Daniel, a fresnel is a must with such wide angle lenses. If you live in the US contact 'Quality Camera Company' and ask about the Ebony Wide Angle Fresnel it will fit most other makes of 45 cameras. You've just got to use it to believe it. I use it with the 47XL and with just a little head movement you can see right into the corners even in low light situations. Its not too expensive either, I purchased mine from 'Robert White' for about 50. Good luck,

-- Trevor Crone (, March 26, 2001.

I am using the standard Linhof ground-glass. no center filter and f5.6 viewing aperture. as I recall, the consensus was not all that positive about the gains from other viewing screens related to the costs. it sounds like a fresnel, much like what is included with my Hasselblad Flexbody for tilt viewing, would be valuable.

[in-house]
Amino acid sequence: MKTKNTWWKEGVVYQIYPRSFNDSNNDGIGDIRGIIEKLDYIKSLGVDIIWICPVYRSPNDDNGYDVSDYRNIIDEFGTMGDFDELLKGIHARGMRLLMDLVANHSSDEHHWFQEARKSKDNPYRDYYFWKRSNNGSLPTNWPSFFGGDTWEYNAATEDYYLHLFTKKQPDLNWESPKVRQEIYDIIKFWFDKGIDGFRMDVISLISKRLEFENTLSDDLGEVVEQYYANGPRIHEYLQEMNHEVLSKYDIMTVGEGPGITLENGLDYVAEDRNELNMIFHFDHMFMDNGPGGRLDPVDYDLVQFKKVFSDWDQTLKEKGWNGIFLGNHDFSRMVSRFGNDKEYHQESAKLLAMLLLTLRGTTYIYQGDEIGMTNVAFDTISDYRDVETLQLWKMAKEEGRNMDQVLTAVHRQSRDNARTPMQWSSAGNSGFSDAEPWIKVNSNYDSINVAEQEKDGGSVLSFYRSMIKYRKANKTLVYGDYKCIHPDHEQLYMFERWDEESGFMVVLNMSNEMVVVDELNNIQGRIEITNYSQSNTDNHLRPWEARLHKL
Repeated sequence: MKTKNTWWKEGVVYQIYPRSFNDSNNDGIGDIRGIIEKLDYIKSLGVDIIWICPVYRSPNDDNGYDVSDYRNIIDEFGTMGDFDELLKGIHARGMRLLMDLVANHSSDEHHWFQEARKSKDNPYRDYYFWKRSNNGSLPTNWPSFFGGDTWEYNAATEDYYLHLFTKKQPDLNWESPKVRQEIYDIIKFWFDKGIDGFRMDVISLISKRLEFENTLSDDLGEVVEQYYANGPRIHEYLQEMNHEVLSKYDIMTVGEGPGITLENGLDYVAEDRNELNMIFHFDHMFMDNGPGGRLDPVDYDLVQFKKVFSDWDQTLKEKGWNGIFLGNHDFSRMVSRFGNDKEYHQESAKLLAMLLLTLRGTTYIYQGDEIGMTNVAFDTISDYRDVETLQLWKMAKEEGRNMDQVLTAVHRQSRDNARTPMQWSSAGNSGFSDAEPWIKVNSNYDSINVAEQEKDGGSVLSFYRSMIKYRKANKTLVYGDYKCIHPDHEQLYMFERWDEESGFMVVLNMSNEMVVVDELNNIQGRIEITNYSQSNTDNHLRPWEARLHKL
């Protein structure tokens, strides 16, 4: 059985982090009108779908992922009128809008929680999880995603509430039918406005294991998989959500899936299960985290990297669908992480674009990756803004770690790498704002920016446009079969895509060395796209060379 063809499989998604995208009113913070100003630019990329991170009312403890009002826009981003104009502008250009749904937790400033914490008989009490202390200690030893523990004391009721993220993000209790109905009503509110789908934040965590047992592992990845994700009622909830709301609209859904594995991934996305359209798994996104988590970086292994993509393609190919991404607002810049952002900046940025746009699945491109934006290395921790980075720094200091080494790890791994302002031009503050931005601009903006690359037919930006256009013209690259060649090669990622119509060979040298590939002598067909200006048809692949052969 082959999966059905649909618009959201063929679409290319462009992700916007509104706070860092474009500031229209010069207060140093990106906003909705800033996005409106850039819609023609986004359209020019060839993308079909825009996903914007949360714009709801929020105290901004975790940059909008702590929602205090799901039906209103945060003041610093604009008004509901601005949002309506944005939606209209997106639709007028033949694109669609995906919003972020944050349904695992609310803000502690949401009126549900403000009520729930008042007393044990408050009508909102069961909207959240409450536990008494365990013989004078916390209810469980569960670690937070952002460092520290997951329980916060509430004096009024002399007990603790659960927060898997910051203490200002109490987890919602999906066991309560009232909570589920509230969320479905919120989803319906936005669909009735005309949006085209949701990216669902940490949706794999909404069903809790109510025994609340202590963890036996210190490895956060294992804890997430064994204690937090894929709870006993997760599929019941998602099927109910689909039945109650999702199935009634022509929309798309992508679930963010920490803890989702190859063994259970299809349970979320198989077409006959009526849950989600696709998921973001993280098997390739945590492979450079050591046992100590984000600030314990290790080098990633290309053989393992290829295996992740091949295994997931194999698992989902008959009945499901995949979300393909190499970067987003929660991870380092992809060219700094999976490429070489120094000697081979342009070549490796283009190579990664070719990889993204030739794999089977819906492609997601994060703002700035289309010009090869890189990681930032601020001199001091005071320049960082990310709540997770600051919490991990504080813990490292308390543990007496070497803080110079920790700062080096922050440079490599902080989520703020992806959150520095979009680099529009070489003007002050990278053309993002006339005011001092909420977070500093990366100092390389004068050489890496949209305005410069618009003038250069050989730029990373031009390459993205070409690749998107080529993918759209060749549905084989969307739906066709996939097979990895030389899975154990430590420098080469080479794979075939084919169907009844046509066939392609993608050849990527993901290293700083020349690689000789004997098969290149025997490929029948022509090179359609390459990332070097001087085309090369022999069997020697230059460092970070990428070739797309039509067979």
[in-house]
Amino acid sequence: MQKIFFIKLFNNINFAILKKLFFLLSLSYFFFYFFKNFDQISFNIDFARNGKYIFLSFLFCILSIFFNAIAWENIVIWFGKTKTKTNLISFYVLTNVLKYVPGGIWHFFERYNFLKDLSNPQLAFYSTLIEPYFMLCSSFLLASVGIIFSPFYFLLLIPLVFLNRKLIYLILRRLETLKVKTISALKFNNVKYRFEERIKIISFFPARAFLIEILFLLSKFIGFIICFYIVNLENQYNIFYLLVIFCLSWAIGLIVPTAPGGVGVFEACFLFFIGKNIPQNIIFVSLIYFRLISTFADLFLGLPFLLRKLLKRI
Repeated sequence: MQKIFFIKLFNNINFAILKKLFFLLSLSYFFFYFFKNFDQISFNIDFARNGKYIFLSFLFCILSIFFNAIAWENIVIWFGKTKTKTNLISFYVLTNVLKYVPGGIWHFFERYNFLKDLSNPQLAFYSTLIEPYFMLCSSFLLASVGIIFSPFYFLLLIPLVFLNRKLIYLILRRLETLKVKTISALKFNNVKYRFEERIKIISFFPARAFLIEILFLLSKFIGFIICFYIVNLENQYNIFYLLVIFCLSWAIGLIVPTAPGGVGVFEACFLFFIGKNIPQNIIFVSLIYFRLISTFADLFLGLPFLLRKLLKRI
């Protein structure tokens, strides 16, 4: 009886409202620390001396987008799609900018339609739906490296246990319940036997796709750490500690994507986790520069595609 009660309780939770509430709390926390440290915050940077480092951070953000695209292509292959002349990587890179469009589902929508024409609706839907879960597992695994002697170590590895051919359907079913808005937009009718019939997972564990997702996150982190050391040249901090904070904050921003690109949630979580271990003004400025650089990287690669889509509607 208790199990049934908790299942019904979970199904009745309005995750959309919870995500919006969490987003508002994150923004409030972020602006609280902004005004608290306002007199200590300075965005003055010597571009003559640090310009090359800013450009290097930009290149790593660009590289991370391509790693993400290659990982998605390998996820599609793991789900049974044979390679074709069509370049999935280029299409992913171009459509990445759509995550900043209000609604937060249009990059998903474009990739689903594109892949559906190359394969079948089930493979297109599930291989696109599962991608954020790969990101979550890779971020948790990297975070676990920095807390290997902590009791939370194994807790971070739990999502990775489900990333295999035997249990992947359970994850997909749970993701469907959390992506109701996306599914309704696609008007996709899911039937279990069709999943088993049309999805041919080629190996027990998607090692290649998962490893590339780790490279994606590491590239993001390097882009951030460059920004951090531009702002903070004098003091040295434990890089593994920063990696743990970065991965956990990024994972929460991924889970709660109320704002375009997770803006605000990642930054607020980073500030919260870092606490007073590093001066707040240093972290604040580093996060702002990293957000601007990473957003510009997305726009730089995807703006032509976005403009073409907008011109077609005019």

while I appreciate the Polaroid recommendation, the environment disallowed that luxury. lighting and subject transience presented overwhelming difficulties coupled with difficult focusing. there is good central focusing, but I am unable to see any image at the corners or enough to evaluate movements.

I have a project needing the 58XL, which I now hestitate to purchase, after experiencing these wide-angle difficulties. it might be easier though, since movements are unavailable.

-- daniel taylor (, March 26, 2001.

and I should say, that here in the studio with bright Oregon sunlight breaking through the storm clouds, I can easily compose and focus using a focusing cloth and acclimated eyeballs. just not the same as being in the heat of the moment, watching the light fade, subject moving, back tilt ala Keith Carter, almost imperceptible image on the ground-glass.